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Summer Weather and Bushfire Threats in SE Australia. Tony Langdon VK3JED for the VoIP Weather Net November 5 2006. 1. Summer Weather and Bushfire Threats in SE Australia. Major Air Masses Around Australia in Summer. Typical Summer Weather Patterns in Australia.

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summer weather and bushfire threats in se australia
Summer Weather and Bushfire Threats in SE Australia

Tony Langdon VK3JED

for the VoIP Weather Net

November 5 2006

1

summer weather and bushfire threats in se australia2
Summer Weather and Bushfire Threats in SE Australia
  • Major Air Masses Around Australia in Summer.
  • Typical Summer Weather Patterns in Australia.
  • Fire Danger in Southeastern Australia.
  • Fire Seasons Around Australia.
  • Weather Factors Influencing Fire Danger.
  • High Risk Fire Weather Patterns in SE Australia.
  • Effect of Cold Front on Fire Spread.
  • Example of High Risk Day - “Ash Wednesday”.
  • Prognosis for 2006/2007 and Recent Climate.

2

major air masses around australia in summer
Major Air Masses around Australia in Summer
  • SE Australia is influenced by 3 major air masses during summer.
    • Hot, dry continental to the NW (Australia)
      • Extremely hot and dry – Often creates extreme fire danger.
    • Warm, moist maritime to the NE (N Tasman Sea and Pacific Ocean)
      • Warm to hot and humid conditions, may be a factor in severe storms.
    • Southern Maritime (Southern Ocean)
      • Cool, moist conditions – may cause drizzle showers. Cold fronts can cause dramatic temperature falls – as much as 20C in 20-30 minutes.

3

major air masses around australia in summer4
Major Air Masses around Australia in Summer

Courtesy Recreational Aviation Australia Inc

4

typical summer weather patterns in australia
Typical Summer Weather Patterns in Australia.

Courtesy Australian Bureau of Meteorology

5

fire danger in southeastern australia
Fire Danger in Southeastern Australia
  • Vegetation includes a number of highly flammable species (e.g. Eucalypts and dry grasses).
  • Many species have evolved to recover quickly after fires, and some even depend on fire to reproduce.
  • Fire is a natural part of the Australian environment (though human activities have increased their frequency over the past 40,000 years)
  • Mild (by US standards) winters allow a long growth season.
  • Summer temperatures often exceed 35C (95F), often accompanied by low humidity (under 20%) and high winds (> 20 knots).
  • Strong, dry frontal changes can greatly increase the length of a fire front and drive the fire into unburnt fuel.
  • Fringe areas of major cities are the most vulnerable to fire damage, due to high population density extending into bushland.

6

fire seasons around australia
Fire Seasons Around Australia
  • Courtesy Australian Bureau of Meteorology

7

weather factors influencing fire danger
Weather Factors InfluencingFire Danger
  • Humidity – Relative humidity < 20% causes fuel to dry out, making it more easily flammable.
  • Wind – High winds provide more oxygen to feed the fire and increase speed of spread. High winds can also pick up burning embers and carry them considerable distances to start new fires ahead of the main fire. This is known as “spotting”.
  • Drought – Causes heavier fuels to dry out, increasing the risk of a fire starting and more intense fires.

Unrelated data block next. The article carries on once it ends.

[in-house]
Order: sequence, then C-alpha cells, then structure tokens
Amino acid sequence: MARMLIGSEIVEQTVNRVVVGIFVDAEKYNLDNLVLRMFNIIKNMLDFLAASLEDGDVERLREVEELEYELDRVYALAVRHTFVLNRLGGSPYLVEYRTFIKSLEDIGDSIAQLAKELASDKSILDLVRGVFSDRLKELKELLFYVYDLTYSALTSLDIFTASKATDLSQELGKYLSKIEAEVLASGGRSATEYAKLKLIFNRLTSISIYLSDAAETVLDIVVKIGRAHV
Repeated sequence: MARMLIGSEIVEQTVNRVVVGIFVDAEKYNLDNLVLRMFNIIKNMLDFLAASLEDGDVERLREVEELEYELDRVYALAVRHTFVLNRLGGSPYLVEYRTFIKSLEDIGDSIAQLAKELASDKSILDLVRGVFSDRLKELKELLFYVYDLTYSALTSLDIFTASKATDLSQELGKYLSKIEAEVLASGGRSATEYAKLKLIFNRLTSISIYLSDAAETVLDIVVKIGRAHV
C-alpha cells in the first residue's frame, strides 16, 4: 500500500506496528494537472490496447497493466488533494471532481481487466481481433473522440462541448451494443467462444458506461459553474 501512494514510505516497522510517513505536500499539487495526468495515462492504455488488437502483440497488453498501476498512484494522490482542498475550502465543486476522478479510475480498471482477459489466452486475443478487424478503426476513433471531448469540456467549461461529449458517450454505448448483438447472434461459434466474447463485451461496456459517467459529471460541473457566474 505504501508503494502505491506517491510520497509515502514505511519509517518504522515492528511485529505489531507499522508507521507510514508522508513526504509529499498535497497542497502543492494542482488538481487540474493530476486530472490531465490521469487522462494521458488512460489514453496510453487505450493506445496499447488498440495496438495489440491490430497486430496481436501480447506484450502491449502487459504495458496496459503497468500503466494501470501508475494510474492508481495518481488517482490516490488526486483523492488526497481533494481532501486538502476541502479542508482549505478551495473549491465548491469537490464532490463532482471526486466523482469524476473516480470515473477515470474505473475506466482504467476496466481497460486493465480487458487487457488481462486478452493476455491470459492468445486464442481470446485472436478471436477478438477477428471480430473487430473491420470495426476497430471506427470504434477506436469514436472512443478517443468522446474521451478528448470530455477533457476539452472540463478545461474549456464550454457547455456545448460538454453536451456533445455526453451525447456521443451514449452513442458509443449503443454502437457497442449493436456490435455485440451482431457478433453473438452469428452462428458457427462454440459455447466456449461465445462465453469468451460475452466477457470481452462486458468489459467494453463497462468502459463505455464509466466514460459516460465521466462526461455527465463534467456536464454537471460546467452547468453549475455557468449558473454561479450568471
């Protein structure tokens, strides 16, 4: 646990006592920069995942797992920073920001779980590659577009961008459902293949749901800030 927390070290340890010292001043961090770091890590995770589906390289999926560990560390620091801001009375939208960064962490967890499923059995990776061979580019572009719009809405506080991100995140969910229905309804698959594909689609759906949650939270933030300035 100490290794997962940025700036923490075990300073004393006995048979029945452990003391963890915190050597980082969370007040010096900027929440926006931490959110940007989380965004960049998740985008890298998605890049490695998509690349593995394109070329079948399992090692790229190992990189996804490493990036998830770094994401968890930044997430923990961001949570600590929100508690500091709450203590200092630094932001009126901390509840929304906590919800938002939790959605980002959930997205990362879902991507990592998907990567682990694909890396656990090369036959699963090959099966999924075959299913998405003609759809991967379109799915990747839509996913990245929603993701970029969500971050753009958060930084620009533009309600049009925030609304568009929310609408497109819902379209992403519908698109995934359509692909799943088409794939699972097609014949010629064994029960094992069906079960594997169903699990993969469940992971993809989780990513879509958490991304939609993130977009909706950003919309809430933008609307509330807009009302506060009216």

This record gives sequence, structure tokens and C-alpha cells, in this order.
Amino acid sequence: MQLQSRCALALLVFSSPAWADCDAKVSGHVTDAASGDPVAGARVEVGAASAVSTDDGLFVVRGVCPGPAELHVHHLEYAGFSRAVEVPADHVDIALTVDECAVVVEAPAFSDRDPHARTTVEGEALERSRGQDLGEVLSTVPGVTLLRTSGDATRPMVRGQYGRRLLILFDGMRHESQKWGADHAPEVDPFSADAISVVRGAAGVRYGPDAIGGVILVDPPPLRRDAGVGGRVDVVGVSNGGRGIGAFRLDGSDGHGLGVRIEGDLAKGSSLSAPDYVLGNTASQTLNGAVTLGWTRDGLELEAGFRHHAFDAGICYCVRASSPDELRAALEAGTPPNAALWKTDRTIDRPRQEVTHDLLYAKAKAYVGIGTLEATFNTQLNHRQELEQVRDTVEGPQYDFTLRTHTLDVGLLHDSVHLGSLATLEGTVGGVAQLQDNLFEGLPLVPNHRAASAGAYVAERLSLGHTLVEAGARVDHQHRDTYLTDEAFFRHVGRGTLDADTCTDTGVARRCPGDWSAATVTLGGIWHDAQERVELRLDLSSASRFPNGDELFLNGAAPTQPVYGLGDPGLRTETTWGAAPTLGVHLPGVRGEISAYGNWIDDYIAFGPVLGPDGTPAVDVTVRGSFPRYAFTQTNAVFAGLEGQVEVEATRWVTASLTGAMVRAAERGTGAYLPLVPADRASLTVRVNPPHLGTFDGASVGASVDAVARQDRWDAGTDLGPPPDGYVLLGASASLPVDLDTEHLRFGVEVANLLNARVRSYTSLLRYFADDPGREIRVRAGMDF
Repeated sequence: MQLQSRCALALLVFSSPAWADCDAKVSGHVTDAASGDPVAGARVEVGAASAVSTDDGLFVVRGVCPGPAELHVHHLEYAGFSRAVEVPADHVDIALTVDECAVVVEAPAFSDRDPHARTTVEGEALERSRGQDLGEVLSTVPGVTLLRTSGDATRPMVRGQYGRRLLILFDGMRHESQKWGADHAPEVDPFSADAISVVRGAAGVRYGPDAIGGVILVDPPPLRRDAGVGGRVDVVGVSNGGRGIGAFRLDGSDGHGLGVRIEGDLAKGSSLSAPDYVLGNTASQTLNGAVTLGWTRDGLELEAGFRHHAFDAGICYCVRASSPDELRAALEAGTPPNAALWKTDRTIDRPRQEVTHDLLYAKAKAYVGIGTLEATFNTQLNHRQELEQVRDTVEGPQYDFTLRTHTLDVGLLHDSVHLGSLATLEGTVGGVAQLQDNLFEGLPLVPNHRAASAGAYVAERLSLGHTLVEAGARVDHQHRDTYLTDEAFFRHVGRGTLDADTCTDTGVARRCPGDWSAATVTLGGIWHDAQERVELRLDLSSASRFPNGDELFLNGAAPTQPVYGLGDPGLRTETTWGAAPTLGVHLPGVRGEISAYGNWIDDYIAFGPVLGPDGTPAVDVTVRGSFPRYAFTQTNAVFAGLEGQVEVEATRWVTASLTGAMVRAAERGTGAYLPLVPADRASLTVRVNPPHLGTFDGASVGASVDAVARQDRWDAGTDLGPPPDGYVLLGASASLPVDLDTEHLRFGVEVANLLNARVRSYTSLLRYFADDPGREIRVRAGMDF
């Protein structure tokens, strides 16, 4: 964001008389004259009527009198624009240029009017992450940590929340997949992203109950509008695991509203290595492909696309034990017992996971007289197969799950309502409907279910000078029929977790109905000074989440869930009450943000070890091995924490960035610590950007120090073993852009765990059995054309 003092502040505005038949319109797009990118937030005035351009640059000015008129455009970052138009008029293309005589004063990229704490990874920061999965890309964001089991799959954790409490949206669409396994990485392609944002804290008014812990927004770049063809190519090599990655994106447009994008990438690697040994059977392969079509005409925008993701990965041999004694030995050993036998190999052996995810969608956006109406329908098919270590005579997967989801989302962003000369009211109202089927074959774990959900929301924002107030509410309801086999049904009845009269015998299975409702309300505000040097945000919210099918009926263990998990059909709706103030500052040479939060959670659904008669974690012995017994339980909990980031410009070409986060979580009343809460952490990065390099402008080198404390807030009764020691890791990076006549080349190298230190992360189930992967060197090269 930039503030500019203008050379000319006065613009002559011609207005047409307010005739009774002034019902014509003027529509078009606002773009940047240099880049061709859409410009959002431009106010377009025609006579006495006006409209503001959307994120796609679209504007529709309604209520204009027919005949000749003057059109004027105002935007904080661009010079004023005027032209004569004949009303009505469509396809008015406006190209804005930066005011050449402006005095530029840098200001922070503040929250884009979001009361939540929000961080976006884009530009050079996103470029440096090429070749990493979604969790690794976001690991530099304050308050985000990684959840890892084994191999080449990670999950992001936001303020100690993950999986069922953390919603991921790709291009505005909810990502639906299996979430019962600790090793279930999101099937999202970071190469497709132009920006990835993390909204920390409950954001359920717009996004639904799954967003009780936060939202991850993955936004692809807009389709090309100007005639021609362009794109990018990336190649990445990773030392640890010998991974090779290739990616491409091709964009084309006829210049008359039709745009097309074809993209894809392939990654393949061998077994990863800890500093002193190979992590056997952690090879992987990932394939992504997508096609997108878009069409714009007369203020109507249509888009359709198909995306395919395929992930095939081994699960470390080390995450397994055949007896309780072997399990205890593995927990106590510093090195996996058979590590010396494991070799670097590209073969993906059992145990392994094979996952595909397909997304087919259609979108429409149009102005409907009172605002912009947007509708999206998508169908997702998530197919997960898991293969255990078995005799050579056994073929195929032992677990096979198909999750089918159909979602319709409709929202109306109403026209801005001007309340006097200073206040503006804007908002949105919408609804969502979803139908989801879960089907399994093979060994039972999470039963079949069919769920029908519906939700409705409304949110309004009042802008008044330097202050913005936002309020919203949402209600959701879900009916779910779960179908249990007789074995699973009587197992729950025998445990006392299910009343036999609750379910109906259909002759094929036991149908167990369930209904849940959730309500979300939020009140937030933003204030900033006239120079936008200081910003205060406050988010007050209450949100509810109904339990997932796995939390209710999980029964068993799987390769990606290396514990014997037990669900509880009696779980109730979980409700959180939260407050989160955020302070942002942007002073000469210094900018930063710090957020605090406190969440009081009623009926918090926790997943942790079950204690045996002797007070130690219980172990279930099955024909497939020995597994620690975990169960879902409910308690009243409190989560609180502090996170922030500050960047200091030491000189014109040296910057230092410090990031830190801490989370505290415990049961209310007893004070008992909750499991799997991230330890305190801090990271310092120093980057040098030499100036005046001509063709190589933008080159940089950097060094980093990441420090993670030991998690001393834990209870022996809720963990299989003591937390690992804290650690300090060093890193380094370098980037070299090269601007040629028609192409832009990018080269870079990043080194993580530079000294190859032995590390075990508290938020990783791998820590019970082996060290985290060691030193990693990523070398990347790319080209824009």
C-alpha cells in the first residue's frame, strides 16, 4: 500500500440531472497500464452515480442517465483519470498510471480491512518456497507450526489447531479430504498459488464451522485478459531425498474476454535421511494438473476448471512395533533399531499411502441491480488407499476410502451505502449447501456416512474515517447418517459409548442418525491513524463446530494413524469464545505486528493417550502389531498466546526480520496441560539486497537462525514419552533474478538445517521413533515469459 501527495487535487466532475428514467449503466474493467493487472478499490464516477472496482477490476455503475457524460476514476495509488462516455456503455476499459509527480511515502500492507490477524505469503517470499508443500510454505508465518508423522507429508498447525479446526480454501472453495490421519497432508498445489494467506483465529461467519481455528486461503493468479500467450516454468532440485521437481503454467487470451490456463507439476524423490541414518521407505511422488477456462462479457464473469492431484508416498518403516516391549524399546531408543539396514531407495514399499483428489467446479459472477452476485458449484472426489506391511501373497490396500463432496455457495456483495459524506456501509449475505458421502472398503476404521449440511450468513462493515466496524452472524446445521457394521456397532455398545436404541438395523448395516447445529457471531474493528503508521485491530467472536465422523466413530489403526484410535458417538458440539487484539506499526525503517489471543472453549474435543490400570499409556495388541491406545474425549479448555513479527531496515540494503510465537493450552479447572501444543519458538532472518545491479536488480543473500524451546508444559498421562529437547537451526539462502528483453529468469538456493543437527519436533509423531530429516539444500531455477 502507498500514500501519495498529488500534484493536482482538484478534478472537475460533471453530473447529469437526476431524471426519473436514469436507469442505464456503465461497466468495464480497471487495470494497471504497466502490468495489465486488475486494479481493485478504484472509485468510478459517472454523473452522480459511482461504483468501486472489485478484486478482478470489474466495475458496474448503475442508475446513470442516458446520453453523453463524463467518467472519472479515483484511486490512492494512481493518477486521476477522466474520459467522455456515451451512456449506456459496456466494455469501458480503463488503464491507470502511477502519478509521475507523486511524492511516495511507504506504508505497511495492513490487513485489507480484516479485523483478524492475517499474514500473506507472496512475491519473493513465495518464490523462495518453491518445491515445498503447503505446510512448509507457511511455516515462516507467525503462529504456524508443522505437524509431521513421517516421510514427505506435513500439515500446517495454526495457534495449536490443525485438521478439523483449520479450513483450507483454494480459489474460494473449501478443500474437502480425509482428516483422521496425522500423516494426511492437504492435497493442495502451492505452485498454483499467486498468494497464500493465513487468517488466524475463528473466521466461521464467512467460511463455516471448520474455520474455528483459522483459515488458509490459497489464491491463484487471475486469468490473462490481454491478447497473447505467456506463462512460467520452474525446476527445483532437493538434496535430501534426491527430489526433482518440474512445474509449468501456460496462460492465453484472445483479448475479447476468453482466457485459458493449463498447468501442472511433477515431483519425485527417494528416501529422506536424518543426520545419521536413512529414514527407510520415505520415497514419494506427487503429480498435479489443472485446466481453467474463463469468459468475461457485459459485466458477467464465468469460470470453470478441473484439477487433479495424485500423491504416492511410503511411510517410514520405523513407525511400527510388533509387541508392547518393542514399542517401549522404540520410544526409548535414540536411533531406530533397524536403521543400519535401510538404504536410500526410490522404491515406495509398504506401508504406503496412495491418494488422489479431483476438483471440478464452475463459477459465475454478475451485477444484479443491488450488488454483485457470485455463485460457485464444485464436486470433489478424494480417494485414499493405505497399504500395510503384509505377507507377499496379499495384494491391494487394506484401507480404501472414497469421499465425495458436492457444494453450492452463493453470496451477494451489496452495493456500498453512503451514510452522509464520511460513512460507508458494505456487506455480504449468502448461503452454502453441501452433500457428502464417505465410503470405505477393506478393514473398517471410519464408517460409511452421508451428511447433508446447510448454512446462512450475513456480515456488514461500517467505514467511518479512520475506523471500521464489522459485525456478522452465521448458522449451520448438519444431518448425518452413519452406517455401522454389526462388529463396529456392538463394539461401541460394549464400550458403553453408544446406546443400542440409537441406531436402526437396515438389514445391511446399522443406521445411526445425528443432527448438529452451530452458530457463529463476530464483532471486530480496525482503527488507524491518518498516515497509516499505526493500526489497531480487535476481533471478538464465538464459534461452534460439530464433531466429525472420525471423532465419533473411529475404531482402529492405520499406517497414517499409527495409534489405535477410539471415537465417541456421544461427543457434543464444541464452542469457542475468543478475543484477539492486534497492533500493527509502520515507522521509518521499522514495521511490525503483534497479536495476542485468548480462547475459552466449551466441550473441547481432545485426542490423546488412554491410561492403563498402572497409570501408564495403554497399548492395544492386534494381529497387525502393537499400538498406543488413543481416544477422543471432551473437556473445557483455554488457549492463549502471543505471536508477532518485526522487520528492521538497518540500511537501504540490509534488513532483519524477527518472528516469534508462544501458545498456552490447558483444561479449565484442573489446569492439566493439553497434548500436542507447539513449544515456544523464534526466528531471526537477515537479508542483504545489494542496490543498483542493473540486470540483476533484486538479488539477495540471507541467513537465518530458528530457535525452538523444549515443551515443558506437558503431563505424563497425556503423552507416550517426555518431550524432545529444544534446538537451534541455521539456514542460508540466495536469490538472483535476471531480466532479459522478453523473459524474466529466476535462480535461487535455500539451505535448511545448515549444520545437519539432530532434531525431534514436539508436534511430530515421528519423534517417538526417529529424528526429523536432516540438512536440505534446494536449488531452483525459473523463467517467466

8

high risk fire weather patterns in se australia
High Risk Fire Weather patterns in SE Australia
  • Drought, as occurring in 2006 greatly increases fire risk.
  • Northwesterly winds preceding a cold front bring hot, dry air from central Australia. These winds are often strong as well, due to tight pressure gradients near the front.
  • Cold front brings high winds and a sudden 90 degree change in direction, which causes flank of fire to become a broad front.

9

effect of cold front on fire spread
Effect of Cold Front on Fire Spread
  • Courtesy Australian Bureau of Meteorology

10

example of high risk fire day in se australia ash wednesday february 16 1983
Example of High Risk Fire Day in SE Australia - “Ash Wednesday”February 16, 1983
  • Courtesy Australian Bureau of Meteorology

11

example of high risk fire day in se australia ash wednesday february 16 198312
Example of High Risk Fire Day in SE Australia - “Ash Wednesday”February 16, 1983
  • Pre-frontal trough intensified northerly winds and brings hot, dry area from central Australia. Winds exceeded 30 knots for much of the day, temperature in Melbourne exceeded 43C (110F), with extremely low humidity.
  • Cold front and trough caused a wind change from NW to SW, causing fires to spread rapidly on large fronts. Wind increased to over 50 knots during the passage of the front.
  • Over 400,000 hectares (1 million acres or 1550 square miles) were burnt across 2 states. Reported rates of fire spread exceeded 60mph at some stages.

12

prognosis for 2006 2007
Prognosis for 2006/2007
  • Persistent below average rainfall (10 years), culminating in a severe drought means fuel will be dry.
  • Current El Nino conditions make significant rainfall unlikely before March. El Nino is associated with drier than normal conditions across SE Australia. El Nino also associated with an increased number of extreme fire risk days (i.e. Hot, dry and windy).
  • BoM forecasting 60% probability of above median maximum temperatures and 65-85% probability of above median minimum temperatures during summer.

13

recent rainfall15
Recent Rainfall
  • Recent rainfall has been severely below average

15

prognosis for 2006 200717
Prognosis for 2006/2007
  • Personal opinion is that there is a significant risk of major fire outbreaks during the coming summer, due to the drought conditions during 2006 and the expectation of hotter and drier than average conditions during summer.

17

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